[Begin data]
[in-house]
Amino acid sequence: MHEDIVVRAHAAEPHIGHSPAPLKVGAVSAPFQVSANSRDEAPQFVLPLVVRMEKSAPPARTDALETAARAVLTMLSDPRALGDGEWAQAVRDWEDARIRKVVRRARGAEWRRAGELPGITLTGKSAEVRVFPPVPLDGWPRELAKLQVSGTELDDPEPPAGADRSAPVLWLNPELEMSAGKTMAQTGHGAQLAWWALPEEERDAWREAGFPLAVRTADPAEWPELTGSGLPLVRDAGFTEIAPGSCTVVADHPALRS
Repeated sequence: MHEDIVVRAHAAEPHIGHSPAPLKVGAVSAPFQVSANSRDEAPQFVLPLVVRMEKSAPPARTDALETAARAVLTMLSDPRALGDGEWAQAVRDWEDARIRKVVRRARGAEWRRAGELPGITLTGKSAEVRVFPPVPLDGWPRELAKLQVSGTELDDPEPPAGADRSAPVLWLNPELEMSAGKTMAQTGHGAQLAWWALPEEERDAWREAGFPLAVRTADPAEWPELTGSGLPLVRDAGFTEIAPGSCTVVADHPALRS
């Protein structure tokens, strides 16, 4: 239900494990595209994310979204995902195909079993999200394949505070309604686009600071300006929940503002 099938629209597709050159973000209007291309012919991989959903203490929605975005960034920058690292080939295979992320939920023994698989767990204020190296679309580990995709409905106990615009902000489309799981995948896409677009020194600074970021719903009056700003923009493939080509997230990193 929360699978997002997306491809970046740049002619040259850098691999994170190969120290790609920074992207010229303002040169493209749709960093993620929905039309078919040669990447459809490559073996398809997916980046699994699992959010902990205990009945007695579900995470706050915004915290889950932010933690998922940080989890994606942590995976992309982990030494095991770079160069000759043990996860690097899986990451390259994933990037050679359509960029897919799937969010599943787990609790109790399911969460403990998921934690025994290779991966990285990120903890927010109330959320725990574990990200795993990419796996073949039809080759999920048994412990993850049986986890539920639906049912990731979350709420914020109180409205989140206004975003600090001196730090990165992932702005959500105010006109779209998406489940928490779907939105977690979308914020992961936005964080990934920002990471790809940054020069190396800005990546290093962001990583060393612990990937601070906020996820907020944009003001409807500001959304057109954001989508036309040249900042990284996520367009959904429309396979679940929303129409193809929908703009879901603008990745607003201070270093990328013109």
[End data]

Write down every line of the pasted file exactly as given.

[in-house]
Amino acid sequence: MHEDIVVRAHAAEPHIGHSPAPLKVGAVSAPFQVSANSRDEAPQFVLPLVVRMEKSAPPARTDALETAARAVLTMLSDPRALGDGEWAQAVRDWEDARIRKVVRRARGAEWRRAGELPGITLTGKSAEVRVFPPVPLDGWPRELAKLQVSGTELDDPEPPAGADRSAPVLWLNPELEMSAGKTMAQTGHGAQLAWWALPEEERDAWREAGFPLAVRTADPAEWPELTGSGLPLVRDAGFTEIAPGSCTVVADHPALRS
Repeated sequence: MHEDIVVRAHAAEPHIGHSPAPLKVGAVSAPFQVSANSRDEAPQFVLPLVVRMEKSAPPARTDALETAARAVLTMLSDPRALGDGEWAQAVRDWEDARIRKVVRRARGAEWRRAGELPGITLTGKSAEVRVFPPVPLDGWPRELAKLQVSGTELDDPEPPAGADRSAPVLWLNPELEMSAGKTMAQTGHGAQLAWWALPEEERDAWREAGFPLAVRTADPAEWPELTGSGLPLVRDAGFTEIAPGSCTVVADHPALRS
């Protein structure tokens, strides 16, 4: 239900494990595209994310979204995902195909079993999200394949505070309604686009600071300006929940503002 099938629209597709050159973000209007291309012919991989959903203490929605975005960034920058690292080939295979992320939920023994698989767990204020190296679309580990995709409905106990615009902000489309799981995948896409677009020194600074970021719903009056700003923009493939080509997230990193 929360699978997002997306491809970046740049002619040259850098691999994170190969120290790609920074992207010229303002040169493209749709960093993620929905039309078919040669990447459809490559073996398809997916980046699994699992959010902990205990009945007695579900995470706050915004915290889950932010933690998922940080989890994606942590995976992309982990030494095991770079160069000759043990996860690097899986990451390259994933990037050679359509960029897919799937969010599943787990609790109790399911969460403990998921934690025994290779991966990285990120903890927010109330959320725990574990990200795993990419796996073949039809080759999920048994412990993850049986986890539920639906049912990731979350709420914020109180409205989140206004975003600090001196730090990165992932702005959500105010006109779209998406489940928490779907939105977690979308914020992961936005964080990934920002990471790809940054020069190396800005990546290093962001990583060393612990990937601070906020996820907020944009003001409807500001959304057109954001989508036309040249900042990284996520367009959904429309396979679940929303129409193809929908703009879901603008990745607003201070270093990328013109």